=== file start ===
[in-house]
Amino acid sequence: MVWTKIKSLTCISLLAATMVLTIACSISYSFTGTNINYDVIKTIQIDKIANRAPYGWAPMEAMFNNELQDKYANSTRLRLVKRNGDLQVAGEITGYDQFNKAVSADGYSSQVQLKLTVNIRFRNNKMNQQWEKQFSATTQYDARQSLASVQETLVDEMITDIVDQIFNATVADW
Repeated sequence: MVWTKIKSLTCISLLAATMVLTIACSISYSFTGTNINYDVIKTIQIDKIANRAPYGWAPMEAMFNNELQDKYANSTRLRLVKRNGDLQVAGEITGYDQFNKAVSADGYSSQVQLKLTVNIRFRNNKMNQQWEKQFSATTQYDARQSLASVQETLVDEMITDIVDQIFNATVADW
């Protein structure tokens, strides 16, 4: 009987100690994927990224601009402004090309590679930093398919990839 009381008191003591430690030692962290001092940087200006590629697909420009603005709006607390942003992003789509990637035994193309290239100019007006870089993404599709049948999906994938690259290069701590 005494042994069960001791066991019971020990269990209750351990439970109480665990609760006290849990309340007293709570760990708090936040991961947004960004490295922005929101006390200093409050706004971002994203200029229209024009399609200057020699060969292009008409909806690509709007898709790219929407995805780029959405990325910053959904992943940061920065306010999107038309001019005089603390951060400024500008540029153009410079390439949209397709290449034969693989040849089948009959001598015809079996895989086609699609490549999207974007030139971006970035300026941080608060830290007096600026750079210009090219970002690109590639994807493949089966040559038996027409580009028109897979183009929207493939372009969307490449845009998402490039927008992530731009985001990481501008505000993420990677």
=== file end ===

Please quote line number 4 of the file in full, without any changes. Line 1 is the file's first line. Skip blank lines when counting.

């Protein structure tokens, strides 16, 4: 009987100690994927990224601009402004090309590679930093398919990839 009381008191003591430690030692962290001092940087200006590629697909420009603005709006607390942003992003789509990637035994193309290239100019007006870089993404599709049948999906994938690259290069701590 005494042994069960001791066991019971020990269990209750351990439970109480665990609760006290849990309340007293709570760990708090936040991961947004960004490295922005929101006390200093409050706004971002994203200029229209024009399609200057020699060969292009008409909806690509709007898709790219929407995805780029959405990325910053959904992943940061920065306010999107038309001019005089603390951060400024500008540029153009410079390439949209397709290449034969693989040849089948009959001598015809079996895989086609699609490549999207974007030139971006970035300026941080608060830290007096600026750079210009090219970002690109590639994807493949089966040559038996027409580009028109897979183009929207493939372009969307490449845009998402490039927008992530731009985001990481501008505000993420990677």